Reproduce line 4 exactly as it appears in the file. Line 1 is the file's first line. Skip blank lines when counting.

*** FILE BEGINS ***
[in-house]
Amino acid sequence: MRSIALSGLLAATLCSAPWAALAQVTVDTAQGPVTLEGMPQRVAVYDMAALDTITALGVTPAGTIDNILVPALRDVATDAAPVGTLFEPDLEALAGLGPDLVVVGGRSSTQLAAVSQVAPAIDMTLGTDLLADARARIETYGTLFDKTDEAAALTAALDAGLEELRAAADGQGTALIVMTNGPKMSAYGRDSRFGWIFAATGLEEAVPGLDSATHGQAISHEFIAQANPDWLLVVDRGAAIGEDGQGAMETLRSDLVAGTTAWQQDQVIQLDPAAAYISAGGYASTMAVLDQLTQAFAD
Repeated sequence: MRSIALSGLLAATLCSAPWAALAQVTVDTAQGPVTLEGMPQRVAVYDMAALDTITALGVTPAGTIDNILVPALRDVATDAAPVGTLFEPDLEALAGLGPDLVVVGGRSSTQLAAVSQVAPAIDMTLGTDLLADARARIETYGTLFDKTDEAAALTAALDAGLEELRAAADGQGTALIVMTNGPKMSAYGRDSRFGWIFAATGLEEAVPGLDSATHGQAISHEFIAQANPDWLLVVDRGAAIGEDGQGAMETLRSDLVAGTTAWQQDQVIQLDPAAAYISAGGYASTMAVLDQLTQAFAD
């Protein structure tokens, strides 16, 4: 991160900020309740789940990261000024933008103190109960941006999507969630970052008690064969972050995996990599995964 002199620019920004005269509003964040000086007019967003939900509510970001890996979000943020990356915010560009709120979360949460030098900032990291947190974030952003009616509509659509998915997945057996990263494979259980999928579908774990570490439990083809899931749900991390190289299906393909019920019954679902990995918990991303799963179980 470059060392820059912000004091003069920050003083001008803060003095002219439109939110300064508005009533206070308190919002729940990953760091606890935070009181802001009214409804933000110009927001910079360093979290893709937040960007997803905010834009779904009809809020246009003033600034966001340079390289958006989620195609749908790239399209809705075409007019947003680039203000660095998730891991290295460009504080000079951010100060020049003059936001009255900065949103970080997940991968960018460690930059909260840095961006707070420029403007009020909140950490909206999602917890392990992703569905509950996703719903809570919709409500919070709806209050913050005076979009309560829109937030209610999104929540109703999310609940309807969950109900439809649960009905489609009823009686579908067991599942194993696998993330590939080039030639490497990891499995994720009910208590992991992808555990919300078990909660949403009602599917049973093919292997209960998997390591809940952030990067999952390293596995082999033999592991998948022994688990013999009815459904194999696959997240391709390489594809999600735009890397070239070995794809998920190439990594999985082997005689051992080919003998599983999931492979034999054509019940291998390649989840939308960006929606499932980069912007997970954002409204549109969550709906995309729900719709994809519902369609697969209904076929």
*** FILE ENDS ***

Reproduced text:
């Protein structure tokens, strides 16, 4: 991160900020309740789940990261000024933008103190109960941006999507969630970052008690064969972050995996990599995964 002199620019920004005269509003964040000086007019967003939900509510970001890996979000943020990356915010560009709120979360949460030098900032990291947190974030952003009616509509659509998915997945057996990263494979259980999928579908774990570490439990083809899931749900991390190289299906393909019920019954679902990995918990991303799963179980 470059060392820059912000004091003069920050003083001008803060003095002219439109939110300064508005009533206070308190919002729940990953760091606890935070009181802001009214409804933000110009927001910079360093979290893709937040960007997803905010834009779904009809809020246009003033600034966001340079390289958006989620195609749908790239399209809705075409007019947003680039203000660095998730891991290295460009504080000079951010100060020049003059936001009255900065949103970080997940991968960018460690930059909260840095961006707070420029403007009020909140950490909206999602917890392990992703569905509950996703719903809570919709409500919070709806209050913050005076979009309560829109937030209610999104929540109703999310609940309807969950109900439809649960009905489609009823009686579908067991599942194993696998993330590939080039030639490497990891499995994720009910208590992991992808555990919300078990909660949403009602599917049973093919292997209960998997390591809940952030990067999952390293596995082999033999592991998948022994688990013999009815459904194999696959997240391709390489594809999600735009890397070239070995794809998920190439990594999985082997005689051992080919003998599983999931492979034999054509019940291998390649989840939308960006929606499932980069912007997970954002409204549109969550709906995309729900719709994809519902369609697969209904076929």